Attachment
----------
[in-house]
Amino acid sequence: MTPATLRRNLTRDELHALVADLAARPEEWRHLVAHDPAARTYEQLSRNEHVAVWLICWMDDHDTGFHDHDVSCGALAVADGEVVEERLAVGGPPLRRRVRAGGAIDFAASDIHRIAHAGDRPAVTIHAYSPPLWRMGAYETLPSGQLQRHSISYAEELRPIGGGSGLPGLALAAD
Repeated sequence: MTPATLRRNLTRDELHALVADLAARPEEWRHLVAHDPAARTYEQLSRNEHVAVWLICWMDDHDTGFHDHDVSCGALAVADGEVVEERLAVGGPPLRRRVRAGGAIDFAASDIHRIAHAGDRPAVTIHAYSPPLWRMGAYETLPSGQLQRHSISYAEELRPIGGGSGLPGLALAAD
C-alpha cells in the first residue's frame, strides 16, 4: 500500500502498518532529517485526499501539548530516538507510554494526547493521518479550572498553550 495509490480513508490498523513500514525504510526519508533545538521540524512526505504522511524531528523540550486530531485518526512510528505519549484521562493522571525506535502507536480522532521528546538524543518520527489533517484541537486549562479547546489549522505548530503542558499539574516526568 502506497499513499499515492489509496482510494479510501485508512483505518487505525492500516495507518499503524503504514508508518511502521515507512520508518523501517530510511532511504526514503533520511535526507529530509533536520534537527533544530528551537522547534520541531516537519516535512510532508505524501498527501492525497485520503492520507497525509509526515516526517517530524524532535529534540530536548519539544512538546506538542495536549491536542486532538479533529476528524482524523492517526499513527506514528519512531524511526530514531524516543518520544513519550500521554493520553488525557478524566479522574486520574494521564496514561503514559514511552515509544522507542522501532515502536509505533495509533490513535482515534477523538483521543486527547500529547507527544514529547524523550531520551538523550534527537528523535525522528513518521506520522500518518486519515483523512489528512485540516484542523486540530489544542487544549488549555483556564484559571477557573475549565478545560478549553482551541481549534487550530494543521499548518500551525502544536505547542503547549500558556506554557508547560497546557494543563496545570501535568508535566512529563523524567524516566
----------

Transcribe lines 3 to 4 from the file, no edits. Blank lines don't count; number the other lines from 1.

Repeated sequence: MTPATLRRNLTRDELHALVADLAARPEEWRHLVAHDPAARTYEQLSRNEHVAVWLICWMDDHDTGFHDHDVSCGALAVADGEVVEERLAVGGPPLRRRVRAGGAIDFAASDIHRIAHAGDRPAVTIHAYSPPLWRMGAYETLPSGQLQRHSISYAEELRPIGGGSGLPGLALAAD
C-alpha cells in the first residue's frame, strides 16, 4: 500500500502498518532529517485526499501539548530516538507510554494526547493521518479550572498553550 495509490480513508490498523513500514525504510526519508533545538521540524512526505504522511524531528523540550486530531485518526512510528505519549484521562493522571525506535502507536480522532521528546538524543518520527489533517484541537486549562479547546489549522505548530503542558499539574516526568 502506497499513499499515492489509496482510494479510501485508512483505518487505525492500516495507518499503524503504514508508518511502521515507512520508518523501517530510511532511504526514503533520511535526507529530509533536520534537527533544530528551537522547534520541531516537519516535512510532508505524501498527501492525497485520503492520507497525509509526515516526517517530524524532535529534540530536548519539544512538546506538542495536549491536542486532538479533529476528524482524523492517526499513527506514528519512531524511526530514531524516543518520544513519550500521554493520553488525557478524566479522574486520574494521564496514561503514559514511552515509544522507542522501532515502536509505533495509533490513535482515534477523538483521543486527547500529547507527544514529547524523550531520551538523550534527537528523535525522528513518521506520522500518518486519515483523512489528512485540516484542523486540530489544542487544549488549555483556564484559571477557573475549565478545560478549553482551541481549534487550530494543521499548518500551525502544536505547542503547549500558556506554557508547560497546557494543563496545570501535568508535566512529563523524567524516566